Wow.... I just went looking, and found the MSI Gaming App, and some interesting information about my GPU. It would seem, that my card doesn't think it's warm enough at almost 170 degrees F to run the fans. It has a Zero Frozr technology, which is, by default, on. I turned it off, and all of a sudden, my GPU fans starts spinning. Turned it back on, and it wound down to nothing.

 

This, of course, begs the question... The spec sheet said that Zero Frozr was supposed to turn off my gpu fans until the gpu reached 60 degrees F... My GPU has been running in excess of 112 degrees F consistently... why on earth weren't the fans being run...


Edited by Omega Knight, 19 June 2018 - 07:02 PM.


#8 britechguy

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Posted 19 June 2018 - 08:13 PM

Please give links to the spec sheet.

 

I have never, and I mean never, seen tech specs use Fahrenheit measurement, only Celsius.  Think about how silly it would be to use 60 degrees F, which is chilly for a human being, as a metric in computer cooling.


Brian  AKA  Bri the Tech Guy (website in my user profile) - Windows 10 Home, 64-Bit, Version 1803, Build 17134 

     . . . the presumption of innocence, while essential in the legal realm, does not mean the elimination of common sense outside it.  The willing suspension of disbelief has its limits, or should.

    ~ Ruth Marcus,  November 10, 2017, in Washington Post article, Bannon is right: It’s no coincidence The Post broke the Moore story


 

 

 

              

 


#9 Omega Knight

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Posted 19 June 2018 - 08:32 PM

https://www.msi.com/Graphics-card/GTX-970-GAMING-4G/Specification

I couldn't find anything on the temperature tolerances, but this was the only one that I could verify was related to my graphics card.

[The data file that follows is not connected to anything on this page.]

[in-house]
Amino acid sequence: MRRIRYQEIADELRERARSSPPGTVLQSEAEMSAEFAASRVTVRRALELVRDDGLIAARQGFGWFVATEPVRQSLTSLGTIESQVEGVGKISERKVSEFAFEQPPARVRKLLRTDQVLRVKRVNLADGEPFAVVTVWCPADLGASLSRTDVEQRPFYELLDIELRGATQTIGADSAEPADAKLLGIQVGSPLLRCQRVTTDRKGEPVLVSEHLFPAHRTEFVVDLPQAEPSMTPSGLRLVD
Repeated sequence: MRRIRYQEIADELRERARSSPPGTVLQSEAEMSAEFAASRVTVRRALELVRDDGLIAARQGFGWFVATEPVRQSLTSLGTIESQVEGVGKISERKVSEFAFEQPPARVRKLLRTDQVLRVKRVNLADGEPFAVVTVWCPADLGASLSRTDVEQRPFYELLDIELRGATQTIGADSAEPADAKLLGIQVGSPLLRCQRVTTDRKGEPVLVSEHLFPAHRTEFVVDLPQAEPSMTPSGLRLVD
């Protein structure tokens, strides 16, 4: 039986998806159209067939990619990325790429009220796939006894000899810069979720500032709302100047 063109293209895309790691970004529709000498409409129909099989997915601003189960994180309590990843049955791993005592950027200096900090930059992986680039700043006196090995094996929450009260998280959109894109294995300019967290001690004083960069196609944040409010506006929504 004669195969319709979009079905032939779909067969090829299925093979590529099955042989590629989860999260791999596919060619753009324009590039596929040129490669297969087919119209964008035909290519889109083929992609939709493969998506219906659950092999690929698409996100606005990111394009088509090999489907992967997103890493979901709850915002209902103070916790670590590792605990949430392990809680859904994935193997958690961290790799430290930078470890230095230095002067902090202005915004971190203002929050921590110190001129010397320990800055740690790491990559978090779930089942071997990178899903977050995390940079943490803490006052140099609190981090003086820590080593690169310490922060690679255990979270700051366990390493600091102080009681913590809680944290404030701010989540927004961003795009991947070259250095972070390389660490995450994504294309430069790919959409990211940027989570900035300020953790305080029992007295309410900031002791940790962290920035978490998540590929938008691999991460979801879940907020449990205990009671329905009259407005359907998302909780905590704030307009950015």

#10 britechguy

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Posted 19 June 2018 - 08:54 PM

Your machine has an Nvdia GeForce GTX 970 GPU, according to the system spec sheet.

 

According to the actual specs for the Nvdia GeForce GTX 970 GPU, Tmax is 98° C.   Thus, 76° C is not even vaguely anywhere near to "hot."   Running 22° C below Tmax is an absolutely huge buffer.  I would not expect the fans to be doing too terribly much work at that temperature, though I wouldn't think they'd be off, either.  Of course, it also depends on how much the builders presumed would be cooled passively by airflow through the cabinet from other fans.

 

Good heavens, just look at the manufacturer's webpage for the 


Edited by britechguy, 19 June 2018 - 08:58 PM.
Added last paragraph. This unit is running perfectly normally

Brian  AKA  Bri the Tech Guy (website in my user profile) - Windows 10 Home, 64-Bit, Version 1803, Build 17134 

     . . . the presumption of innocence, while essential in the legal realm, does not mean the elimination of common sense outside it.  The willing suspension of disbelief has its limits, or should.

    ~ Ruth Marcus,  November 10, 2017, in Washington Post article, Bannon is right: It’s no coincidence The Post broke the Moore story


 

 

 

              

 


#11 Omega Knight

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Posted 19 June 2018 - 08:56 PM

Good points... Given the effects of having the fans off and letting it get up to 170 F... I think I'll leave the Frozr off, and let the fans run.



#12 britechguy

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Posted 19 June 2018 - 09:00 PM

You are worrying about nothing.  The manufacturer's webpage:

 

https://msi.com/Graphics-card/GTX-970-GAMING-4G

 

shows temperatures in the high 60s C as "an improvement."  Paranoia about overheating is not serving you well.

 

That same page, further down, shows a picture of "fans spinning during intense hardcore gaming or benchmarking" side by side with "fans stop during idle, multimedia, or light gaming."   This unit is functioning precisely as designed.  Don't screw with it!


Edited by britechguy, 19 June 2018 - 09:04 PM.
Fixed typo, had typed 70s, is 60s

Brian  AKA  Bri the Tech Guy (website in my user profile) - Windows 10 Home, 64-Bit, Version 1803, Build 17134 

     . . . the presumption of innocence, while essential in the legal realm, does not mean the elimination of common sense outside it.  The willing suspension of disbelief has its limits, or should.

    ~ Ruth Marcus,  November 10, 2017, in Washington Post article, Bannon is right: It’s no coincidence The Post broke the Moore story